James Spader spent a significant portion of the 1980s and '90s playing villains in films such as Pretty in Pink, Mannequin and Wolf, which may be why he seems particularly comfortable playing another one in the new family fantasy film Shorts.
Spader said that he relished playing a bad guy again, since it afforded him the chance to indulge his inner kid, for better and, especially, for worse. "If there was a moment where I was getting too clever, then I certainly trusted the fact that [director] Robert [Rodriguez] was going to tell me if I was complicating things," Spader said in a group interview last weekend in Beverly Hills, Calif.
"I said that to him right up front," Spader said explained. "I said, 'I want to know what you want from him to best serve what you've got going on.' We talked a little bit about that prior to going down there."
Spader plays Carbon Black in the movie, which is a series of interwoven tall tales about what happens in a small town when children discover a magical rock that grants wishes and adults get their hands on it.
"I thought that [what] was important with that character was that the things he's doing wrong are because he's oblivious to it," Spader said. "Or there's nothing Machiavellian about him; everybody in the picture is caught up in the story of the picture, and he is too. And he's completely caught up in it: Maybe even most of all, he's caught up in it."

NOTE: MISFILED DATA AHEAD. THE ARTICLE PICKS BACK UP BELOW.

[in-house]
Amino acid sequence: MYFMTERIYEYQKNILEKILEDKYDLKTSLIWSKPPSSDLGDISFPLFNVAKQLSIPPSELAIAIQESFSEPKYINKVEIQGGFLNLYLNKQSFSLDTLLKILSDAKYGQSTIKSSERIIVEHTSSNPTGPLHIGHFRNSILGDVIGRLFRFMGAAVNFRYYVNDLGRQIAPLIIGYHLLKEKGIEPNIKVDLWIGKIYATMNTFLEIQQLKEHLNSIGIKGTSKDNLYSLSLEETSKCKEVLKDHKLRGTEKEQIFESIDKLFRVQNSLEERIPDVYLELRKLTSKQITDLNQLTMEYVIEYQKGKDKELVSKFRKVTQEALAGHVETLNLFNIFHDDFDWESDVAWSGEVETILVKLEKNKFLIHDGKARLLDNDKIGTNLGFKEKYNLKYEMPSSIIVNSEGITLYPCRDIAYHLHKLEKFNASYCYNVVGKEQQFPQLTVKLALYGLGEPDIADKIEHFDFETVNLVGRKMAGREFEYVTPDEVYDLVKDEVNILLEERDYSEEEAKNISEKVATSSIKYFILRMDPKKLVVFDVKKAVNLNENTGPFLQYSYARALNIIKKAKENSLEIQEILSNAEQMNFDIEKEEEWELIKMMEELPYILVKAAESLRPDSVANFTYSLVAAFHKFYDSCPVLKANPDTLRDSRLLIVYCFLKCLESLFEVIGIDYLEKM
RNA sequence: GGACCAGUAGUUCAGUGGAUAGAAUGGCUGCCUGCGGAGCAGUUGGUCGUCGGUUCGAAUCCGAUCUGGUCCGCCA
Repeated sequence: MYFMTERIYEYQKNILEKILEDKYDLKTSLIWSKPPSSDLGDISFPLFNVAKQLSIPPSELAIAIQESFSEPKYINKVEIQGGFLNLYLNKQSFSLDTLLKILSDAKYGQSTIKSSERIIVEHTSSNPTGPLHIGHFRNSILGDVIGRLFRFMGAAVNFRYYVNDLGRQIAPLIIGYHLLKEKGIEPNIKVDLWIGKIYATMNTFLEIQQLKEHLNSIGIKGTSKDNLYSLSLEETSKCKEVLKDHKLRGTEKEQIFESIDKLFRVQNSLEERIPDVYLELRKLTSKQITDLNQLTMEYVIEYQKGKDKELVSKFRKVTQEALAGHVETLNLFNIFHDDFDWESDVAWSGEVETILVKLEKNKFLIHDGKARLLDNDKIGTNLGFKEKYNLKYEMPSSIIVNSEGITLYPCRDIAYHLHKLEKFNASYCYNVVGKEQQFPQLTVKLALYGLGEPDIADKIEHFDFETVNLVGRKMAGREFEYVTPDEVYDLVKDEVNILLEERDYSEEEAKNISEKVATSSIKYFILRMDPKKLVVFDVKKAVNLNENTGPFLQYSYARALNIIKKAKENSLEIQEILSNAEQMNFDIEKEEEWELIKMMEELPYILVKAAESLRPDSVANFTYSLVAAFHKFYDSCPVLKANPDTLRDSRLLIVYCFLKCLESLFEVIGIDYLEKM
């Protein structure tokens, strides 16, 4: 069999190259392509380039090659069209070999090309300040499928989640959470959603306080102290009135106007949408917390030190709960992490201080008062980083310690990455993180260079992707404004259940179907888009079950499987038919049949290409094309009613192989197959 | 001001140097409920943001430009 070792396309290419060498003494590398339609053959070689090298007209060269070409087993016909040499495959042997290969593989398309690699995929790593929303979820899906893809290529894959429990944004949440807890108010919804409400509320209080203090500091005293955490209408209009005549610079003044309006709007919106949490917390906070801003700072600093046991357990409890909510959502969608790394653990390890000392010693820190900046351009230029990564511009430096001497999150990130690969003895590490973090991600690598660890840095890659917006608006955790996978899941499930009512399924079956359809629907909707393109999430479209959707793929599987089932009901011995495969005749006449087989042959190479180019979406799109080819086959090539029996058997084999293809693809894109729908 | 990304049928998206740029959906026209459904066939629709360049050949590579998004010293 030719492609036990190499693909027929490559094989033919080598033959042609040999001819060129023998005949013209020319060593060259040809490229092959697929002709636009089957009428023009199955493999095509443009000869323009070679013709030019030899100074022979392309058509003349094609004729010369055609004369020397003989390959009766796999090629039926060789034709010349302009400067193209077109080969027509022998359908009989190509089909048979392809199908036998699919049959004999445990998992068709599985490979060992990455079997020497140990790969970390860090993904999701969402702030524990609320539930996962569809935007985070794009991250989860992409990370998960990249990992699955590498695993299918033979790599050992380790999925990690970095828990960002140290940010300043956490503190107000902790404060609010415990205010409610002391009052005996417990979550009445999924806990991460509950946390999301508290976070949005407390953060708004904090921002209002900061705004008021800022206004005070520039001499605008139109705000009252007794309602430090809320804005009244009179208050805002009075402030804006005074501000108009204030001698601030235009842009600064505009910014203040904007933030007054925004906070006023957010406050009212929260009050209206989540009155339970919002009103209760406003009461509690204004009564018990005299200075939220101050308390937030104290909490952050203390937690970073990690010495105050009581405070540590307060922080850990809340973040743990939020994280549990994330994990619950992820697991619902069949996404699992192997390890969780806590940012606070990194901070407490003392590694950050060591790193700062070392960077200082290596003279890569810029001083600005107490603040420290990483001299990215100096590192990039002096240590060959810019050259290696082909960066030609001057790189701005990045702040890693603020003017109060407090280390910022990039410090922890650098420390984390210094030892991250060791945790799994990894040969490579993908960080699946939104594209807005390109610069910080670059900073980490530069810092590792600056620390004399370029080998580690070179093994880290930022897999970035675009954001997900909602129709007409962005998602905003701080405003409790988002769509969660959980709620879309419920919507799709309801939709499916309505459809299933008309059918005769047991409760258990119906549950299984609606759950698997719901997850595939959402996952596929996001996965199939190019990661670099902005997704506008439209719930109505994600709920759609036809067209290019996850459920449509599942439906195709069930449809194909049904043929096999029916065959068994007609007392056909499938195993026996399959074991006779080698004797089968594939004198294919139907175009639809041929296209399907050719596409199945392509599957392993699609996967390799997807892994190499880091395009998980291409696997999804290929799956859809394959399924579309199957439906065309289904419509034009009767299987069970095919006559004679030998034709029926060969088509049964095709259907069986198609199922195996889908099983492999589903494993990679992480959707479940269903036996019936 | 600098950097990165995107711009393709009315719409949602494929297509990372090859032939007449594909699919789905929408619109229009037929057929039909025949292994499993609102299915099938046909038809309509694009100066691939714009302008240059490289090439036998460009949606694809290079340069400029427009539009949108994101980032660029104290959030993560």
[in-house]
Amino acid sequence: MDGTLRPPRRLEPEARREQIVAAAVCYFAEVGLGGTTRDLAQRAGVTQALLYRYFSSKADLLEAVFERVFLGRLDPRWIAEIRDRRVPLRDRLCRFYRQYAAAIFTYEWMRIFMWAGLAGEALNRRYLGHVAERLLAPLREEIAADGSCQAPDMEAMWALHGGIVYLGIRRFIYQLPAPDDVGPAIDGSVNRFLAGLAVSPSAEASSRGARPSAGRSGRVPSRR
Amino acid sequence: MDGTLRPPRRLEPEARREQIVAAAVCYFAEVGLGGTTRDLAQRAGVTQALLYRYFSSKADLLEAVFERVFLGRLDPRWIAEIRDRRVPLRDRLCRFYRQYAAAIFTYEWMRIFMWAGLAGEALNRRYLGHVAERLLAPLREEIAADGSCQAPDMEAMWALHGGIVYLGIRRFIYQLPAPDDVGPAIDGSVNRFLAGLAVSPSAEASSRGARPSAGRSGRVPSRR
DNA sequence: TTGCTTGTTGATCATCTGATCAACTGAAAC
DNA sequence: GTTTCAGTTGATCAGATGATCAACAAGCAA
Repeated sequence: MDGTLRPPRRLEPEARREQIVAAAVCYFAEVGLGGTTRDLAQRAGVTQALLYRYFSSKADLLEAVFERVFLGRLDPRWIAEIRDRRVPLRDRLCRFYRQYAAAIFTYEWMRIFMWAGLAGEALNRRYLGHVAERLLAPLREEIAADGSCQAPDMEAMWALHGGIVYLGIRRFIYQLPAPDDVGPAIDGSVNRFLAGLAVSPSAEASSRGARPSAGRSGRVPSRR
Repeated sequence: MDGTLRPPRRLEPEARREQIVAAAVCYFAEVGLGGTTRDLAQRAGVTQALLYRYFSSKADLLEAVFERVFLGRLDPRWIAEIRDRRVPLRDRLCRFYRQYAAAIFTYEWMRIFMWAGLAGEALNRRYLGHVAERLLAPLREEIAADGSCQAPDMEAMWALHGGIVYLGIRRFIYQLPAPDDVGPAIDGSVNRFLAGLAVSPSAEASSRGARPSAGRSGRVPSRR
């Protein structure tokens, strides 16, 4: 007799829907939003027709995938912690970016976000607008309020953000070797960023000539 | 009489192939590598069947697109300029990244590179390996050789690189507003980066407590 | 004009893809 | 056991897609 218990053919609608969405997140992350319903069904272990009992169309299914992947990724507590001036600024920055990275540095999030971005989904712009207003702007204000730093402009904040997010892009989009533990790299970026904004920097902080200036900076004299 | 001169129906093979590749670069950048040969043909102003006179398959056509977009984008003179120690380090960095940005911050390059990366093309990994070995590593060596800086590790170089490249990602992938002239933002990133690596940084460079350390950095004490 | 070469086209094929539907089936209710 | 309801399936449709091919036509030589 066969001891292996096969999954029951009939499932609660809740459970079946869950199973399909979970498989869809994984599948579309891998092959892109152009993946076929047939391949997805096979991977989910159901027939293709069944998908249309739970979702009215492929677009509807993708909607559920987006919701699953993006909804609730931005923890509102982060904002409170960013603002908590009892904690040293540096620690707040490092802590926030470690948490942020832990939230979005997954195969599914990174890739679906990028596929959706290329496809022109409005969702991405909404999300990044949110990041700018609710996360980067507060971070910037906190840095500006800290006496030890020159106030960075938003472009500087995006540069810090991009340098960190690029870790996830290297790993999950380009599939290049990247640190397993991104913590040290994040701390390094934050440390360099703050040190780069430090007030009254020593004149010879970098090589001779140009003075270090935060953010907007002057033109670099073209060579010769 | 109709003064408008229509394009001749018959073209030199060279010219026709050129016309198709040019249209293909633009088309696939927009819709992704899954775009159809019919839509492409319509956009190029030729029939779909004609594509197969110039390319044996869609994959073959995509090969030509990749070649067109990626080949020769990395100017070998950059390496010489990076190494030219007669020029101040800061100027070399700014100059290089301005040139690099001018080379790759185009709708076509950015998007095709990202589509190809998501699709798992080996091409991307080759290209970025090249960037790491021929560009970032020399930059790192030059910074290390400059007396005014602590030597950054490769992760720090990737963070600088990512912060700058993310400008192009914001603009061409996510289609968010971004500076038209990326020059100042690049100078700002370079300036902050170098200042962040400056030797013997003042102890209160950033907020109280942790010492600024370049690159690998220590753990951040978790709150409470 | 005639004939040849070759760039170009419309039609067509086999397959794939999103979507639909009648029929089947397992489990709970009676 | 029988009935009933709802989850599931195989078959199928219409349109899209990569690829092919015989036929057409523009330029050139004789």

Spader said that Rodriguez was himself childlike in his indulgence in using tricks and techniques, even if he executed them in a decidedly adult way. "It's amazing how he's been able to take these things that are so often treated as toys and novelties in our lives, and they absolutely serve every single solitary part of filmmaking for him," Spader said. "His hands are in every single frame of the picture, and every aspect of what goes into the frames. He is cutting the picture in his head as he's shooting it. He's written the script, and, therefore, the edited version of what that [is] has jumped out of his own imagination [and] has already started to take shape."
Spader also marveled at how quickly and efficiently Rodriguez worked. "He's got three monitors set up, all of them working in high definition, and he's working in video, so he's able to fast-forward them and rewind on all three monitors at the same time," he said. "We'll shoot something, and they'll be rolling continuously, and we'll stop shooting the scene. We go back behind the monitors, and he'll show me what the cut version is going to be ... between the three monitors. It's going to cut from that and then to this, and back to this, and I can look at the scene right there. And he knows exactly when to walk away."
Before Shorts, Spader spent several years working in television in more mature roles (most notably in ABC's Boston Legal), a difference he appreciated even more once he got on the set of Rodriguez's film. "It just couldn't be more dichotomous, really," he said. "It was just such a different world. After doing five years of Boston Legal and the last year of The Practice, working in that environment and how that work was, it turned out to be the most perfect thing to go from that to doing this."
Shorts opens Aug. 21.